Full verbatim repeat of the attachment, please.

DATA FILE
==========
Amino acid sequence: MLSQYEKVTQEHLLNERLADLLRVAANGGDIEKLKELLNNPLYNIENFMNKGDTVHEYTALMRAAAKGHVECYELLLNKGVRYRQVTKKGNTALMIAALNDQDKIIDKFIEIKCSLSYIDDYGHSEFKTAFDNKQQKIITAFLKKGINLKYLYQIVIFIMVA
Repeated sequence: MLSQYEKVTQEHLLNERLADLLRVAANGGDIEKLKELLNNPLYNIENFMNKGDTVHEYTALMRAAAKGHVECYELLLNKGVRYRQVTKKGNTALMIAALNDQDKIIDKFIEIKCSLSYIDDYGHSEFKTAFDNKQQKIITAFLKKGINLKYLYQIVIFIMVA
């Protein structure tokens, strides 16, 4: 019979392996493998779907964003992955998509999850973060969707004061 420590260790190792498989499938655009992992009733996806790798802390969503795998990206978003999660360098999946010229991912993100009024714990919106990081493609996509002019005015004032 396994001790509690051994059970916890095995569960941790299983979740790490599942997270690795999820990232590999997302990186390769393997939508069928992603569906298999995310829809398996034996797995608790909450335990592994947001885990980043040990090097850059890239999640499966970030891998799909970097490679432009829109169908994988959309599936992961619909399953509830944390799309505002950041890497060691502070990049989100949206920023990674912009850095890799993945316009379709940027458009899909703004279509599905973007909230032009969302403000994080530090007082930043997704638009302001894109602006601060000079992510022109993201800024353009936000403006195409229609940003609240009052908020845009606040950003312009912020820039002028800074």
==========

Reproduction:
Amino acid sequence: MLSQYEKVTQEHLLNERLADLLRVAANGGDIEKLKELLNNPLYNIENFMNKGDTVHEYTALMRAAAKGHVECYELLLNKGVRYRQVTKKGNTALMIAALNDQDKIIDKFIEIKCSLSYIDDYGHSEFKTAFDNKQQKIITAFLKKGINLKYLYQIVIFIMVA
Repeated sequence: MLSQYEKVTQEHLLNERLADLLRVAANGGDIEKLKELLNNPLYNIENFMNKGDTVHEYTALMRAAAKGHVECYELLLNKGVRYRQVTKKGNTALMIAALNDQDKIIDKFIEIKCSLSYIDDYGHSEFKTAFDNKQQKIITAFLKKGINLKYLYQIVIFIMVA
């Protein structure tokens, strides 16, 4: 019979392996493998779907964003992955998509999850973060969707004061 420590260790190792498989499938655009992992009733996806790798802390969503795998990206978003999660360098999946010229991912993100009024714990919106990081493609996509002019005015004032 396994001790509690051994059970916890095995569960941790299983979740790490599942997270690795999820990232590999997302990186390769393997939508069928992603569906298999995310829809398996034996797995608790909450335990592994947001885990980043040990090097850059890239999640499966970030891998799909970097490679432009829109169908994988959309599936992961619909399953509830944390799309505002950041890497060691502070990049989100949206920023990674912009850095890799993945316009379709940027458009899909703004279509599905973007909230032009969302403000994080530090007082930043997704638009302001894109602006601060000079992510022109993201800024353009936000403006195409229609940003609240009052908020845009606040950003312009912020820039002028800074």